a mechanical-energy utilization system, the utilization system configured to use the rotational mechanical energy created in a location outside of the wellbore.
2. The system of claim 1 wherein the fluid-receiving device includes a helical rotor.
3. The system of claim 2 wherein the helical rotor imparts rotation into a shaft which extends up in the wellbore to the surface level where the rotational mechanical energy is converted into electrical energy.
4. The system of claim 1 wherein the fluid-receiving device comprises an impeller.
5. The system of claim 4 wherein the impeller imparts rotation into a shaft which extends up in the wellbore to the surface level where the rotational mechanical energy is converted into electrical energy.
6. The system of claim 4 wherein the rotational mechanical energy created by the impeller is converted into electrical energy at a location in the wellbore below the surface level.
7. The system of claim 6 wherein the electrical energy is delivered from the wellbore to the surface area using an electrical conduit.
8. The system of claim 1 wherein the mechanical-energy utilization system is a generator at the surface level, the generator receiving the rotational-mechanical energy from a shaft that extends up the wellbore from the fluid-receiving device, the generator converting the rotational-mechanical energy into electrical energy for use outside the wellbore.
9. The system of claim 8 wherein the mechanical energy in the shaft is directly introduced into and directly drives the generator, the generator operating on substantially the same rotational axis as the shaft.
10. The system of claim 9 wherein the generator uses a permanent magnet motor drive head which is driven by the rotation of the rod inside of a stator.
11. The system of claim 8 wherein the mechanical energy from the shaft is introduced into a rotational-energy-transfer system, the rotational-energy-transfer system driving the generator, the generator operating on a different rotational axis than does the shaft.
12. The system of claim 1 wherein:
the casing, at an upper portion, is coaxially included inside a primary casing lined with concrete;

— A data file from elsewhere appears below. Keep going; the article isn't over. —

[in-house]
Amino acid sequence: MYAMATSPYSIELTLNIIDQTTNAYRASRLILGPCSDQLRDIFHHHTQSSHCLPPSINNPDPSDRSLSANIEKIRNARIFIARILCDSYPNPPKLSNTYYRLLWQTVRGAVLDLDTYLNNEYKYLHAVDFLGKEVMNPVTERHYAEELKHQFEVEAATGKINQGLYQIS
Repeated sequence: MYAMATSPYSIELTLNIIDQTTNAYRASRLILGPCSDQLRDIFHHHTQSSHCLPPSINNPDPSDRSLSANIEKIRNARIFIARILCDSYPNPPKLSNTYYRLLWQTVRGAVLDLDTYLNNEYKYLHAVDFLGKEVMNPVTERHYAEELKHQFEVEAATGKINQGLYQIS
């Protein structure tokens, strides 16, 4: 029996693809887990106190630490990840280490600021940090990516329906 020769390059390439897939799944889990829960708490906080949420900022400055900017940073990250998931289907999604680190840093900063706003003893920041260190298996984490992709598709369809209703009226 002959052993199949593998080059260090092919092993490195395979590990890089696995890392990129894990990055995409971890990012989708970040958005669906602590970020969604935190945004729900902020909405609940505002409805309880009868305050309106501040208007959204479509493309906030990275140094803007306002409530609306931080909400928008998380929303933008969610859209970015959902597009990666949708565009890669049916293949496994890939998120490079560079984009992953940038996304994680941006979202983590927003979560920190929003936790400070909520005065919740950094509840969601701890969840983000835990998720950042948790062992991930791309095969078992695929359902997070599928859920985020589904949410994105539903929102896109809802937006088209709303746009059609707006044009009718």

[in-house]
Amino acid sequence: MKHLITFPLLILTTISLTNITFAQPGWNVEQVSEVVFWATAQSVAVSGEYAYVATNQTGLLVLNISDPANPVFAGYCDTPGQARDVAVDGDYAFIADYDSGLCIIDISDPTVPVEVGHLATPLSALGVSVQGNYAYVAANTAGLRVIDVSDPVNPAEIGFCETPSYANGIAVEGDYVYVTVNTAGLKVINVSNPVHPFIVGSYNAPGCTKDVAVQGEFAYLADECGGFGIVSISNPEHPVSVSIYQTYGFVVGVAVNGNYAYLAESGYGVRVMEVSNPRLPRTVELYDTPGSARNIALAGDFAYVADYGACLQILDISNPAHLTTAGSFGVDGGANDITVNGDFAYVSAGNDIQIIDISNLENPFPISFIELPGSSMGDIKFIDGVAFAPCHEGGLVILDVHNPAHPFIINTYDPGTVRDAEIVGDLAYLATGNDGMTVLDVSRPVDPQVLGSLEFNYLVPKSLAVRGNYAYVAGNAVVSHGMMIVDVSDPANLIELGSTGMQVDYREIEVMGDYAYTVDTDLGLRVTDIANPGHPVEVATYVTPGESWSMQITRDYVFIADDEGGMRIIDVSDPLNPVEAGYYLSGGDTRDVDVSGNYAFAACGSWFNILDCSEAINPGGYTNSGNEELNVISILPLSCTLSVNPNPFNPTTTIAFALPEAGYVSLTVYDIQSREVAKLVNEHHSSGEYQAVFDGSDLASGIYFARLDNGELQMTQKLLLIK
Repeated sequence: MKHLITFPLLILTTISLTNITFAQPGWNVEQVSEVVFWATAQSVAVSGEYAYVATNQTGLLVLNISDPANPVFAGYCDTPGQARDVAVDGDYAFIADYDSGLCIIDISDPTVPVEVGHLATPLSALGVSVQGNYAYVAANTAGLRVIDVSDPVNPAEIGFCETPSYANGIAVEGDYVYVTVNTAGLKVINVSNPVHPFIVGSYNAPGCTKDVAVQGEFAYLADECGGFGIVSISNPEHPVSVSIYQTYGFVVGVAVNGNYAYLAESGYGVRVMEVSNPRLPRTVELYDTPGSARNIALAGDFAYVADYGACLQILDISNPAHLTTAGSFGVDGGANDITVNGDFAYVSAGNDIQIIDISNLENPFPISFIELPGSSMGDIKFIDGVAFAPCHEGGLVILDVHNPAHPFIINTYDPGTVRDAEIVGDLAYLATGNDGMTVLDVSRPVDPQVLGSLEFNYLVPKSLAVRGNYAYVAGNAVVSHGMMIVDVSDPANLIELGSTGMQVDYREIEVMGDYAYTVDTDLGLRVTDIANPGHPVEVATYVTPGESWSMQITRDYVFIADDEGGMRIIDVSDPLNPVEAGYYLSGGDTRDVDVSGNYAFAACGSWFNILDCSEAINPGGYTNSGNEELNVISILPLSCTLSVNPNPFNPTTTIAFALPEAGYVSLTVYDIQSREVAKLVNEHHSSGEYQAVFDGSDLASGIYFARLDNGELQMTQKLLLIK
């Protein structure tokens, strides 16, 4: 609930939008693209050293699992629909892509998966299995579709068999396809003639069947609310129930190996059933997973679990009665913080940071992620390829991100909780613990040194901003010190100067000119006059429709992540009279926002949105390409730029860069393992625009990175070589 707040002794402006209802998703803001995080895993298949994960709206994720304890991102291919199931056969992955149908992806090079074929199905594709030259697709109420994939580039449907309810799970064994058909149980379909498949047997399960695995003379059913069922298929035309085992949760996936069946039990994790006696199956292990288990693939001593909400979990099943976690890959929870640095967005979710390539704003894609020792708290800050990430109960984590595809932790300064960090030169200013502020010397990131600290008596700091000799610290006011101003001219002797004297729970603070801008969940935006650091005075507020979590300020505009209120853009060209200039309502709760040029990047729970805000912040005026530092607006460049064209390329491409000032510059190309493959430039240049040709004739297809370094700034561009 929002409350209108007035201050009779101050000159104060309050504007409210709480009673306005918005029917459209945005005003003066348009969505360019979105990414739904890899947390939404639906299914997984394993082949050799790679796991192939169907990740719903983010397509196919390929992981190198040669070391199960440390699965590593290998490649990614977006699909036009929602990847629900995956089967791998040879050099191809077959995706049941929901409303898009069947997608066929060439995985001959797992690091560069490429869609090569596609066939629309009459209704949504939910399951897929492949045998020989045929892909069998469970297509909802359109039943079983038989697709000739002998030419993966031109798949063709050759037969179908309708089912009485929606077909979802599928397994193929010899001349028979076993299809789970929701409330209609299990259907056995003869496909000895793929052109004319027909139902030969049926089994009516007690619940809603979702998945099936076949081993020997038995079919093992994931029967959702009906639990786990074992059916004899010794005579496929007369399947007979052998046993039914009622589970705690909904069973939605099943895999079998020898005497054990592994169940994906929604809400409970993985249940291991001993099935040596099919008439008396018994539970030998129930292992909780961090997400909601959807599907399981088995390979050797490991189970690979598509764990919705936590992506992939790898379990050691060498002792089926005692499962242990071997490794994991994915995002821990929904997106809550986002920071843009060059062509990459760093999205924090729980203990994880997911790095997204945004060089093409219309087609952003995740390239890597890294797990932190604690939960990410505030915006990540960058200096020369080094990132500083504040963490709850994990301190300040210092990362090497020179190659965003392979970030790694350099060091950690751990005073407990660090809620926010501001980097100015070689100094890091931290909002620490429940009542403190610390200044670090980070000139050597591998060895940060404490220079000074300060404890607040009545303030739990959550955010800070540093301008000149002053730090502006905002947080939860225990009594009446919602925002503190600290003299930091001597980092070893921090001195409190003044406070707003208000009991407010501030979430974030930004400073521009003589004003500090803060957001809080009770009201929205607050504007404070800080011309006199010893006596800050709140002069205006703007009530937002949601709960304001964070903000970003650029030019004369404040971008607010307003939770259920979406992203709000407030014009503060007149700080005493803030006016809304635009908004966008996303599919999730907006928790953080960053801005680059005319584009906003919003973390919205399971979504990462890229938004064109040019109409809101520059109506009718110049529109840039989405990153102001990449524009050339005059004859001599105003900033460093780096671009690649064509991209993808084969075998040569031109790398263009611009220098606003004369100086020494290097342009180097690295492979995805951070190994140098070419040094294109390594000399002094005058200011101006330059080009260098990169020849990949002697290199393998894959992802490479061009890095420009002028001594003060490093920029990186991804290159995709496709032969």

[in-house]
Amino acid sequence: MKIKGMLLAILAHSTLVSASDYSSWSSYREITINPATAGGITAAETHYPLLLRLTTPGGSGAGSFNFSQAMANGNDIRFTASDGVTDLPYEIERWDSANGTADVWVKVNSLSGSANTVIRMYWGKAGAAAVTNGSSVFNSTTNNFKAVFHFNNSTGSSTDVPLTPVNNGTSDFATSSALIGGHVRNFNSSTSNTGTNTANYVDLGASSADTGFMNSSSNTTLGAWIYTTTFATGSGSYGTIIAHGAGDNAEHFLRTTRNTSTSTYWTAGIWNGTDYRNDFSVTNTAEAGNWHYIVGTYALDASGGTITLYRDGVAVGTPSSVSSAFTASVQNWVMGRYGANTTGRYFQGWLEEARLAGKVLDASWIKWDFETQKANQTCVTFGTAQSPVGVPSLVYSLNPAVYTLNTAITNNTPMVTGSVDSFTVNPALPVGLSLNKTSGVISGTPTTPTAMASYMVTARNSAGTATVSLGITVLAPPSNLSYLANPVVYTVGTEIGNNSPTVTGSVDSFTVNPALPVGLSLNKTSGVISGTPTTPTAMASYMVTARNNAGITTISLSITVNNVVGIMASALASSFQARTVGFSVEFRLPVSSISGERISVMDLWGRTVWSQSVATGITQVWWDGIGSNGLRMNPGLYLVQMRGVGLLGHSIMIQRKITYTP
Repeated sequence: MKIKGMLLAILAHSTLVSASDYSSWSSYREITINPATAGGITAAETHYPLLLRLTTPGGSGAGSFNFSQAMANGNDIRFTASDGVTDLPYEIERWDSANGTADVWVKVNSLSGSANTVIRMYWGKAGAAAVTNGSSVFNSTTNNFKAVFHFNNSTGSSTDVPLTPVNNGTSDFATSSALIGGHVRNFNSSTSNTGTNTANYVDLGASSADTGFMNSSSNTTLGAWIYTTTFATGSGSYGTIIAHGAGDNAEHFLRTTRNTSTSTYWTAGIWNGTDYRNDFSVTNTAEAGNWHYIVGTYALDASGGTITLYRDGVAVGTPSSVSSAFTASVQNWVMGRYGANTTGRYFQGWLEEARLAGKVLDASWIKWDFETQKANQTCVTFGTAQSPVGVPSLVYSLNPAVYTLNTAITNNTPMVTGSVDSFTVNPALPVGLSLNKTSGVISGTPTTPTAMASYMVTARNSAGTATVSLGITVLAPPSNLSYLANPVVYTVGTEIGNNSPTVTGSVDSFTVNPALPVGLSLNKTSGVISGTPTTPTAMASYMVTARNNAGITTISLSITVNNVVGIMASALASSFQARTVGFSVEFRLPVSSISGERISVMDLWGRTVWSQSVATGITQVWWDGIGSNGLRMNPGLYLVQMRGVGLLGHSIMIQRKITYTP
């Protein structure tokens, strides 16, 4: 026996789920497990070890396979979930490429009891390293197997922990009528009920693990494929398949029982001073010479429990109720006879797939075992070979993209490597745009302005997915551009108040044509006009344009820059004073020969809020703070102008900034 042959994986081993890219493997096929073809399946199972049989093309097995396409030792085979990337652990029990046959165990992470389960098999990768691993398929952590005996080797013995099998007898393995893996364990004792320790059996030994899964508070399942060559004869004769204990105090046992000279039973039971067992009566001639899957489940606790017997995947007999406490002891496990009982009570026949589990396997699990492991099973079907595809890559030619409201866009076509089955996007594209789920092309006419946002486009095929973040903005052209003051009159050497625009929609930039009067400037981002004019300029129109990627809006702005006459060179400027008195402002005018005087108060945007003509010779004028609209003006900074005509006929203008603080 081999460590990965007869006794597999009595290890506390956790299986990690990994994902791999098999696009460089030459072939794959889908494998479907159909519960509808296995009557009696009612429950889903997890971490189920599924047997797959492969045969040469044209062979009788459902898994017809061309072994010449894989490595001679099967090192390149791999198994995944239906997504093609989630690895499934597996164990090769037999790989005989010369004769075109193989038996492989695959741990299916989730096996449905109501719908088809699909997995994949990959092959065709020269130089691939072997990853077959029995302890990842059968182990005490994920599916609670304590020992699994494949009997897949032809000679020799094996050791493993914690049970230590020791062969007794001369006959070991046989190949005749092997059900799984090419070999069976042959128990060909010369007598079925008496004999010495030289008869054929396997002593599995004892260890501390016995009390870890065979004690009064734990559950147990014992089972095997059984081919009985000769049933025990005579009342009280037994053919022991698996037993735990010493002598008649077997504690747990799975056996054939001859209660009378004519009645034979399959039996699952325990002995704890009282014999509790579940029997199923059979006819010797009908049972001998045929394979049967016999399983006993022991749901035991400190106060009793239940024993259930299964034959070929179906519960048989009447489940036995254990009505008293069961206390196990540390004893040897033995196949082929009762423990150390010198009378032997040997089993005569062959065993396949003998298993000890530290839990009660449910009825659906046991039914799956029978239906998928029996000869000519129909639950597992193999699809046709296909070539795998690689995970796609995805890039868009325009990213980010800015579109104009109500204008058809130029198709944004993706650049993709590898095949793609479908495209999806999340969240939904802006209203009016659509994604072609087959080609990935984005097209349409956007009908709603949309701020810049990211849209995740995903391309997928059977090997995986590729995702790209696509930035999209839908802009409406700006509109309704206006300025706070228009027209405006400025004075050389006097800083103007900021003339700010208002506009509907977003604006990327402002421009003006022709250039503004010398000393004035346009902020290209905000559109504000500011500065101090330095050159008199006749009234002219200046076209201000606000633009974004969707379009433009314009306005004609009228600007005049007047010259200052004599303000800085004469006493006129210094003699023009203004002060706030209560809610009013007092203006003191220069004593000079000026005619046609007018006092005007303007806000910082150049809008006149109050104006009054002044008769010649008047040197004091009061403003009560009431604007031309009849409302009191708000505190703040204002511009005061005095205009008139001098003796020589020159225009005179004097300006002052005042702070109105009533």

the rod extends up through a well head before encountering the generator; and;
the coaxial space above the sealing member is filled with packer fluid, the packer fluid being prevented from entering the formation by the sealing member.
13. A system for creating energy using a wellbore made into a formation to a depth below a ground water level, the system comprising:
a fluid-receiving device located in the wellbore, the fluid-receiving device receiving fluid travelling downward inside a conduit inside the wellbore, and creating rotational mechanical energy inside the wellbore;
a mechanical-energy utilization system, the utilization system comprising one of: (i) a mechanical to electrical conversion device for converting the mechanical energy into electrical power for consumption; and (ii) a mechanical energy consumption arrangement configured to use the rotational mechanical energy created in the wellbore for some mechanical application in a location outside the wellbore; and
a fluid outlet from the conduit, the outlet being located below the ground water level and thus substantially limiting exposure to any ground water.
14. The system of claim 13 wherein the conduit extends down from a location near a surface level into the wellbore in the formation, and a coaxial space is defined between an outside surface of the conduit and an inside, substantially cylindrical surface of a wellbore casing, and the coaxial space is sealed off above the fluid outlet.
15. The system of claim 13 wherein the fluid-receiving device includes a helical rotor.
16. The system of claim 13 wherein fluid-receiving device includes an impeller which imparts rotation into a shaft which extends up in the wellbore to the surface level where the rotational mechanical energy is converted into electrical energy.
17. The system of claim 13 wherein the rotational mechanical energy created by the impeller is converted into electrical energy at a location in the wellbore below the surface level.
18. The system of claim 13 wherein the mechanical-energy utilization system includes a shaft that extends up from the wellbore and is received into and directly drives a generator, the generator operating on substantially the same rotational axis as the shaft.
19. The system of claim 13 wherein the mechanical-energy utilization system includes a shaft that extends up from the wellbore and encounters a mechanical-energy transfer system that enables the rotational energy to be received into a generator that operates on a rotational axis that is not the same as that of the shaft.
20. A method for generating energy comprising:
selecting one of a disposal and injection well made into a formation;
extending a conduit down the selected well;
locating a mechanical-energy creating device in the conduit to create mechanical rotation of a shaft in the conduit;
generating electrical energy using the mechanical rotation of the shaft for use outside of the selected well.
US15/590,413 2016-11-28 2017-05-09 Well-bore generator Pending US20180149133A1 (en)